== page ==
Jews resisted the Nazis in different ways: physically, spiritually and morally.
In many ghettos and camps, there was armed resistance. The most famous example of this took place in April-May 1943 when the few remaining Jews from the Warsaw Ghetto held German troops at bay for almost a month. Other Jews joined partisan and other resistance groups across occupied Europe to fight against the Germans.
There was also spiritual resistance. Jews in the ghettos and camps refused to let the Nazis dehumanize them, that is to deprive them of the qualities and characteristics that made them feel civilized. Thus, when the German authorities forbade Jews in the ghettos from educating their children, they held secret classes. Jews also organized clandestine prayer services to observe Shabbat, the Jewish High Holy Days, and other Jewish religious festivals.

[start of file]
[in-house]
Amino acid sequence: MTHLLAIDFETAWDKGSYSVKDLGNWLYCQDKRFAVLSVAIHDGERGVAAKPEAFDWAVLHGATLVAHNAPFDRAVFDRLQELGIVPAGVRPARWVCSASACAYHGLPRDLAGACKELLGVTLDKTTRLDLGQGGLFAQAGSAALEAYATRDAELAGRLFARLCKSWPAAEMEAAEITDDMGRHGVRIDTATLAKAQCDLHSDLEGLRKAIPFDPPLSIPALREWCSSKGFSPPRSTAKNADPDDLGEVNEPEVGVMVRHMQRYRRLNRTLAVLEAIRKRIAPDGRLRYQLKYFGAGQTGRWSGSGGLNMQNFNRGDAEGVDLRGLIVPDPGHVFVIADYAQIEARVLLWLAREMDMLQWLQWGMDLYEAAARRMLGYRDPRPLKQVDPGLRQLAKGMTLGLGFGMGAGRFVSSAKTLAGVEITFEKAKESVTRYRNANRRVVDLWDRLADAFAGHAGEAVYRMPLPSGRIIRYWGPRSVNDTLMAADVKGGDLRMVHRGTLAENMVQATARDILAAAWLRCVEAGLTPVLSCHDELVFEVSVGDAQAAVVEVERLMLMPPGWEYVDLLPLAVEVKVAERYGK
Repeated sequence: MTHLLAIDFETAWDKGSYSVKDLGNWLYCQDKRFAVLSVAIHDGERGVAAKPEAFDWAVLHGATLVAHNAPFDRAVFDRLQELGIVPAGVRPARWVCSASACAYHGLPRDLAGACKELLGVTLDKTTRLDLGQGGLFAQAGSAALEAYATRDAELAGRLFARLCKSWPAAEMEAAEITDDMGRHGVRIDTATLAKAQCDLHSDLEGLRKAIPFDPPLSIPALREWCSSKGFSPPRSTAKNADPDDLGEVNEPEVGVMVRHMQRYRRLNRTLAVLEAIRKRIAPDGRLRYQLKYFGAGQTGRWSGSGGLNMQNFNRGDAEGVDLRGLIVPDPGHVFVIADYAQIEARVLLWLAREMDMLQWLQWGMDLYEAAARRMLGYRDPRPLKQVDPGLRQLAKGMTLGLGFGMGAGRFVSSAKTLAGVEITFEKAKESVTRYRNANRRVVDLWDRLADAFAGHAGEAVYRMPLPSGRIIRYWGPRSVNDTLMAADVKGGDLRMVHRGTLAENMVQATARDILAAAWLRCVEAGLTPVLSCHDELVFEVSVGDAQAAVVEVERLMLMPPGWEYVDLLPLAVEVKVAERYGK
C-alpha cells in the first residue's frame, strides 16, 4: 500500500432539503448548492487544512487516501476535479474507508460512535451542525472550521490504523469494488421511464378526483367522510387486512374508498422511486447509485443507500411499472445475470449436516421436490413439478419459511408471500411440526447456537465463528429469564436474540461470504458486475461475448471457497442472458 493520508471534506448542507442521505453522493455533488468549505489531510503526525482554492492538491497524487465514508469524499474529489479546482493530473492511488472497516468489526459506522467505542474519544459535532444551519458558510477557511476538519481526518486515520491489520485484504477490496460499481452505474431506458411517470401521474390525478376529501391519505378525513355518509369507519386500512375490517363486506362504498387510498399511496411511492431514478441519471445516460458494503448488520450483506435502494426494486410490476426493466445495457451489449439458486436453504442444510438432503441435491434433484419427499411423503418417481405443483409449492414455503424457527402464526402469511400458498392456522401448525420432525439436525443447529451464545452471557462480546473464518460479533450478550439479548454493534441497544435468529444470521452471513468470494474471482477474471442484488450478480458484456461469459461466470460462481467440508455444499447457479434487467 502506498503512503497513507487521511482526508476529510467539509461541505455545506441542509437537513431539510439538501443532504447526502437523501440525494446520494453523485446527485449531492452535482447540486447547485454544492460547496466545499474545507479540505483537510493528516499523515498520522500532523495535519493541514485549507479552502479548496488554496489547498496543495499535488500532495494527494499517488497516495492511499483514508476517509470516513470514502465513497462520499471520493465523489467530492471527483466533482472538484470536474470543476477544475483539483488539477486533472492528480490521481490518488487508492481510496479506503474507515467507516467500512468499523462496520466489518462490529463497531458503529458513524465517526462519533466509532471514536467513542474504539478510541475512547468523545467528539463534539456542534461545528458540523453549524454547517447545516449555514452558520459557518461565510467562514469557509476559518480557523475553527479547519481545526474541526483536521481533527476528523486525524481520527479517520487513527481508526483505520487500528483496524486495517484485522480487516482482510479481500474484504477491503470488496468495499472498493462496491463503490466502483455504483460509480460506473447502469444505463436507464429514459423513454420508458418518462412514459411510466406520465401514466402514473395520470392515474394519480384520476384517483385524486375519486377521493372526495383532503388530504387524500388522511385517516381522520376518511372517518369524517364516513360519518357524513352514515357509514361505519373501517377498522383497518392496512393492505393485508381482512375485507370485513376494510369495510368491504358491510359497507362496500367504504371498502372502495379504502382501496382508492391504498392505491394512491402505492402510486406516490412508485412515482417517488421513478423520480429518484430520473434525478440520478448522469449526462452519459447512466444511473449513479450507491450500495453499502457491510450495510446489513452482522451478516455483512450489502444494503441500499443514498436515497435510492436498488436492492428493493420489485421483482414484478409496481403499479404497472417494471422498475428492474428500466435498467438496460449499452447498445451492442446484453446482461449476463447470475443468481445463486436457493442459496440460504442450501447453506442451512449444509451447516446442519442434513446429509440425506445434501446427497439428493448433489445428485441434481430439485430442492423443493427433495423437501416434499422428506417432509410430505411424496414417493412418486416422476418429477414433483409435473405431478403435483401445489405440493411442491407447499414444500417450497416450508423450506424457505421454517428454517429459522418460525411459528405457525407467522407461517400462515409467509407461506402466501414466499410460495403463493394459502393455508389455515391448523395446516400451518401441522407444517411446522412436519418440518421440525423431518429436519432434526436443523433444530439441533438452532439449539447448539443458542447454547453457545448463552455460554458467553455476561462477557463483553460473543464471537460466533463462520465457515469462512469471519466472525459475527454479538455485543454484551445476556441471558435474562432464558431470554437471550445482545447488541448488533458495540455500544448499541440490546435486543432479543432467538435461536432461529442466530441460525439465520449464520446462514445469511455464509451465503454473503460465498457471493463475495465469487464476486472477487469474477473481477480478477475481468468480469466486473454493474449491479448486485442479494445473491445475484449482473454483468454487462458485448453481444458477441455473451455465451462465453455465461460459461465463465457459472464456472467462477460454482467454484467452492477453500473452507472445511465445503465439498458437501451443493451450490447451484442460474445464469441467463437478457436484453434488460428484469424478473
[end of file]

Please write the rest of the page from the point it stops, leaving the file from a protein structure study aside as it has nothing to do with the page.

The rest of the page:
Finally, Jews in the ghettos and camps supported one another morally and emotionally, even in the gas chambers. There are many accounts of how Jews sang national and religious songs while being led to their deaths, and of parents comforting children on the edge of the shooting pits.